Gender Relations: Unsolicited Catcalls and Whistling

As I got out of my car in the Walgreens, I heard the low whistle. I had already noticed the two men sitting in the van, but honestly I hadn’t thought twice about their attention. After being pregnant for nine months, I had forgotten what it was like to be whistled at and catcalled. I’m not sure if it was just me or not, but there was something reverent or holy about being pregnant that catcalls and whistling indecent.

Now that I’m three months postpartum, I remember distinctly what it’s like to be a woman in 2016. It means dealing daily with the sexism that results in catcalling and whistling at someone you don’t know. It means that when you relay these experiences to another person, you run the risk of hearing, “But you should take that as a compliment, especially since you just had a baby.”

Really? That’s the best we can do in 2016? Advise women to unsolicited comments from men as a compliment? That’s the best I can hope will be modeled to my son in today’s society?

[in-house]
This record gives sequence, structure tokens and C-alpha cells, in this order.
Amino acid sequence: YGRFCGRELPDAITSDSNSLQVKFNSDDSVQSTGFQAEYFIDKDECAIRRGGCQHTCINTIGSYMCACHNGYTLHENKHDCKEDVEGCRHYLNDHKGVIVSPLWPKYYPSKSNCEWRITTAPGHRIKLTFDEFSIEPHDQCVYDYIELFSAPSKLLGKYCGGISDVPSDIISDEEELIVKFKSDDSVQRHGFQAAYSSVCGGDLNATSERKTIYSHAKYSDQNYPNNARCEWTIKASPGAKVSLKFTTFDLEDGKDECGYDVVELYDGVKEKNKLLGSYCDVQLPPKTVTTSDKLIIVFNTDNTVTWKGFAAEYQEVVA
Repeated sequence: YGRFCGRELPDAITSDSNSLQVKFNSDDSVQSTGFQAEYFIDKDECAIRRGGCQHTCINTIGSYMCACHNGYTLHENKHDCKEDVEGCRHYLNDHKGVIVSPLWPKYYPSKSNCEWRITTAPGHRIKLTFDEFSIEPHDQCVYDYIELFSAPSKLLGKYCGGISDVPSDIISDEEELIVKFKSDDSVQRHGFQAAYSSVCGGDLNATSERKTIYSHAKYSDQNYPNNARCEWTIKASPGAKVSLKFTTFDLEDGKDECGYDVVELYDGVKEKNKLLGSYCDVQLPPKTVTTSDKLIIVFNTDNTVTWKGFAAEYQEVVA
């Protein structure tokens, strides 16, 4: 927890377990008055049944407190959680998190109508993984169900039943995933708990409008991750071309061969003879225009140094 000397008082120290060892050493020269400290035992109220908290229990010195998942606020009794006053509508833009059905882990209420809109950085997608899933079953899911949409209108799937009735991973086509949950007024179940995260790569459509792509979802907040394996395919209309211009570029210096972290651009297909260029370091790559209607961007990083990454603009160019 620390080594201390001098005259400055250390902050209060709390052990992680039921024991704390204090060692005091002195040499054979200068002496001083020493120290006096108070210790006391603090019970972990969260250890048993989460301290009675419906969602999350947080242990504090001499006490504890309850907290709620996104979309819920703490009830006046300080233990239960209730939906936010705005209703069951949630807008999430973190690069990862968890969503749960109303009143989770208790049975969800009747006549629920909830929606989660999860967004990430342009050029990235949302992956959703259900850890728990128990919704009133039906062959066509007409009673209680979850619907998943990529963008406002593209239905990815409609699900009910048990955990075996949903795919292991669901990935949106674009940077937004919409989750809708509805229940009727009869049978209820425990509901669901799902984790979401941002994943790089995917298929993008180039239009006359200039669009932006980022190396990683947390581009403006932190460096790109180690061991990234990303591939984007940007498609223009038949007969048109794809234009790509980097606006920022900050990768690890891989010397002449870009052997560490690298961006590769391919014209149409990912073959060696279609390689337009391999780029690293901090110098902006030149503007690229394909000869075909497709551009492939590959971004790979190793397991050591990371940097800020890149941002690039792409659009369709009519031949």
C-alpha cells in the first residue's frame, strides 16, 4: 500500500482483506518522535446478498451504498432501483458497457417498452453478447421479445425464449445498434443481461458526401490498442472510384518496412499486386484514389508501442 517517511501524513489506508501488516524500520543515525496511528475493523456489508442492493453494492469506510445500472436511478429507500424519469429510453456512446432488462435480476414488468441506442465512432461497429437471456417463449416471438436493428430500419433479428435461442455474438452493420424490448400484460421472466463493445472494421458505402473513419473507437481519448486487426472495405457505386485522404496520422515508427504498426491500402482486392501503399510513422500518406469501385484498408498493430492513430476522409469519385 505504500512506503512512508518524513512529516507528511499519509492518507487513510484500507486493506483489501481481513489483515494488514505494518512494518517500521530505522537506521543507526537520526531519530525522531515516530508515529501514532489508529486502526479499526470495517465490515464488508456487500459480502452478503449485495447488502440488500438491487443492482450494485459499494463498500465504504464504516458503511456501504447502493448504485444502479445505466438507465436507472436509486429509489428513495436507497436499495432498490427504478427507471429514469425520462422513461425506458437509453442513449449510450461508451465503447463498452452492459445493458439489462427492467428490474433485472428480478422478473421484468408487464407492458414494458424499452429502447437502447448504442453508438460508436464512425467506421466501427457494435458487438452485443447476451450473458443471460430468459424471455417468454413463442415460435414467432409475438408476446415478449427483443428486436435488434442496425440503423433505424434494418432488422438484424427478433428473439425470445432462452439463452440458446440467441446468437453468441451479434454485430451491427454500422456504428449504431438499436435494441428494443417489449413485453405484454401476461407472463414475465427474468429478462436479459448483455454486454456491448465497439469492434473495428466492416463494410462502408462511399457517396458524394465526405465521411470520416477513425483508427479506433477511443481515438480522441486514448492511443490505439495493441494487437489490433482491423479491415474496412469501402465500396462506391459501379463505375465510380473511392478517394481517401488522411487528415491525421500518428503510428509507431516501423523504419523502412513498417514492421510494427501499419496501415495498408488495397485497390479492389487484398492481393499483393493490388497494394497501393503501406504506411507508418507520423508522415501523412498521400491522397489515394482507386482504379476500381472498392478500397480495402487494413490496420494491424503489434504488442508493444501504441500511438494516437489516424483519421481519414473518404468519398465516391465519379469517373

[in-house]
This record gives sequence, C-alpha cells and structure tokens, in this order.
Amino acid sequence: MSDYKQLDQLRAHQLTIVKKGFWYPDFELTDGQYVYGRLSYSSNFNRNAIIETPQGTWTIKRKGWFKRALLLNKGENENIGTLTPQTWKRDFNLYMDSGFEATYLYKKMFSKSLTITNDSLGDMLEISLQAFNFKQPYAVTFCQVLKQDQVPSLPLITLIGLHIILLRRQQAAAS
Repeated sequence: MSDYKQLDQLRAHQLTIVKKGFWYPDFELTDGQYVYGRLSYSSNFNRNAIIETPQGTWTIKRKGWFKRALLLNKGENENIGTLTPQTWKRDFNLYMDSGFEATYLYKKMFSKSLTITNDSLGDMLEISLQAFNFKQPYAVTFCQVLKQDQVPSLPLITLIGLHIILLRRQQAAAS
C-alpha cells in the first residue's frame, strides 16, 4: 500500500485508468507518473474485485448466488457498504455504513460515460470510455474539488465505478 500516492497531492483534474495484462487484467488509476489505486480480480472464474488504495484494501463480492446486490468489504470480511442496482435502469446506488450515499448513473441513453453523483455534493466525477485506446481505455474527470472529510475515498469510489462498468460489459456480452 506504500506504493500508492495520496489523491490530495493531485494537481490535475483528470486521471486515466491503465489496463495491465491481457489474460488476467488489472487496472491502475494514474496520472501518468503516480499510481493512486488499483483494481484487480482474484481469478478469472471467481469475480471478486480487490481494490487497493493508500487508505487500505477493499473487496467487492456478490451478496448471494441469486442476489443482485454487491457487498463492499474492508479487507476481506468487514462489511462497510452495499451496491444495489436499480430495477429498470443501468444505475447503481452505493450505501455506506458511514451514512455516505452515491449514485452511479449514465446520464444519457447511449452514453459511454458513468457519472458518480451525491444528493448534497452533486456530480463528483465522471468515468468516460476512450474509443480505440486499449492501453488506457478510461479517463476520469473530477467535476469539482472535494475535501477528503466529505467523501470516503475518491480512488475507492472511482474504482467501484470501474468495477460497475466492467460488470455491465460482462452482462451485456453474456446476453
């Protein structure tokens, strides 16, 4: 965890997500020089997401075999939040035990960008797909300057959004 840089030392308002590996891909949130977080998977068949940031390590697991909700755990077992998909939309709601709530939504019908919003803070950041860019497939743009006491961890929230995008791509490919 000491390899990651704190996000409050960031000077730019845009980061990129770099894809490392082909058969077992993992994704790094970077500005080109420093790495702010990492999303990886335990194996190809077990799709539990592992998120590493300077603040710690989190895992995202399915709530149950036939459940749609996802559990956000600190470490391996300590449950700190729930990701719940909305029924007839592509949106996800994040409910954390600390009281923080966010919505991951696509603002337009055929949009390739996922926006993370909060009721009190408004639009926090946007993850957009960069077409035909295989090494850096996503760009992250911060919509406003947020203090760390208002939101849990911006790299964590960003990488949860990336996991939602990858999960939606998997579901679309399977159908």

And I know I’m not alone. Women experience this much too often and while we might smile or laugh it off, if you really ask us, you’ll understand that we have to have a coping mechanism because we deal with it too often.

The reason this is such an issue is that same mindset that allows for catcalling and whistling at a stranger in the parking lot with a baby in her arms, allows for the reasoning that women don’t need to make as much as men, or that maternity leave is a vacation. We have told ourselves this isn’t a big issue. We have dubbed women who bring this issues to light as alarmists or pot-stirrers, but until it isn’t acceptable to catcall or whistle at a woman in public, there’s no hope these other things will change.